It is Christmas time on the row. At night I can hear the muffled sounds of a grown man crying in his pillow. His trusty pillow which is his only safe confidant as emotions are seen as weakness in prison and can even get you killed. Everywhere in the world it is a time for happiness, a time to rejoice, but here on death row it is depression and sadness in the very souls of us death row denizens.
I miss the excitement of the mythical but harmless prevarications and fibs employed to instill the concept of Santa Claus in the quizzical minds of children. Memories that will last a lifetime. The legacy of elves and fairies.
Awkward sadness permeates every molecule of the stone and steel that surrounds us. That stone and steel that separates us from our loved ones at this solemn time of year. While the children are opening presents on Christmas morning, reveling in bliss, miles away in some forgotten dungeon cell, a tear runs down my cheek. As the family sits down, heads bowed for the meal's prayer, I sit alone on my steel bunk and try to picture the lone bare table setting that my mother arranged in my honor. There will be no Christmas dinner for me this year. My prison issued dinner looks sickening as it defiantly slides down the windows and walls outside of my cell as if it was trying to rejoin the steel tray laying on the floor beneath it.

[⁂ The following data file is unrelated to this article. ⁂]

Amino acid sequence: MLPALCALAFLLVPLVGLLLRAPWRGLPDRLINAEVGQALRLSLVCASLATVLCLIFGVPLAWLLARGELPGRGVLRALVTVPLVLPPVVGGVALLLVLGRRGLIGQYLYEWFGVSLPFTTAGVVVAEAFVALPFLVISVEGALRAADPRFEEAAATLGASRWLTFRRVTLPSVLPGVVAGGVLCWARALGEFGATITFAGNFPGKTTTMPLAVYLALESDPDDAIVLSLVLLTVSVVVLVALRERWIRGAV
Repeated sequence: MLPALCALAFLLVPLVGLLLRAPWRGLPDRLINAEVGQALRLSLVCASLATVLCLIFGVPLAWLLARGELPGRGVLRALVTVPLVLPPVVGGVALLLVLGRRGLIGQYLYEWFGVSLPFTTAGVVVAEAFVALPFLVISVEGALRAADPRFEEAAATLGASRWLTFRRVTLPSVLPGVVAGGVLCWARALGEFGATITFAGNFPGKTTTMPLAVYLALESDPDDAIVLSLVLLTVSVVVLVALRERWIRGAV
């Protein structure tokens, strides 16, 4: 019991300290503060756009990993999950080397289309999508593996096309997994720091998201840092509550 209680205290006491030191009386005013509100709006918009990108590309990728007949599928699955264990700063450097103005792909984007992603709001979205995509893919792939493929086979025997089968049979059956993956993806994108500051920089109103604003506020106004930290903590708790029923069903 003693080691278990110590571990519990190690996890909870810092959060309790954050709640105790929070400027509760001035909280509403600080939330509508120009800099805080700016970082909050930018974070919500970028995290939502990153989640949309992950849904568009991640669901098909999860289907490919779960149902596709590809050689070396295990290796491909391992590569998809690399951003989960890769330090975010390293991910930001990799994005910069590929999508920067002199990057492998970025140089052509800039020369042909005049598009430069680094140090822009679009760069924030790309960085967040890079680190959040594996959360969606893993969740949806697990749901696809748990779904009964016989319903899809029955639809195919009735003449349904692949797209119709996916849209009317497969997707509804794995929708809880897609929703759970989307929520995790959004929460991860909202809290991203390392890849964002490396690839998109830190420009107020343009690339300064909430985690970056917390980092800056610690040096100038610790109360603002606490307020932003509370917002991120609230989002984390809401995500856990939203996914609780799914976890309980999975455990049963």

Why must I suffer like this? Why am I here? It will be almost another year before I will be exonerated when it is discovered that the prosecutor hid the evidence of my innocence and manufactured the case against me. I have done nothing to deserve this, but I feel helpless to change the situation. That arrogant prosecutor is probably sitting next to a beautiful Christmas tree, opening the presents with his children while I sit in despair. Who is the real criminal here?
I must fight these emotions or they will drag me down even deeper in this pit of loneliness. I must cast them off before they become too much of a burden to bear. Before I get so mired down in this hopelessness that I become like Larry, down in cell 14 who succumbed to the pressures and hung himself yesterday.
Yes, the following year would bring both my exoneration, and that of my best friend Doc who had occupied the cell next to mine. It would also bring Doc’s suicide.
It’s 40 Christmases later now, and I still remember the pain, loneliness, and sense of helplessness of that place. I remember those who were with me on death row, often think of those there now, and never forget the families who are suffering alongside but apart from- their incarcerated loved ones.
Ron Keine is an Assistant Director of Membership and Training for Witness to Innocence. He was convicted in 1974 and released in 1976 following a newspaper investigation.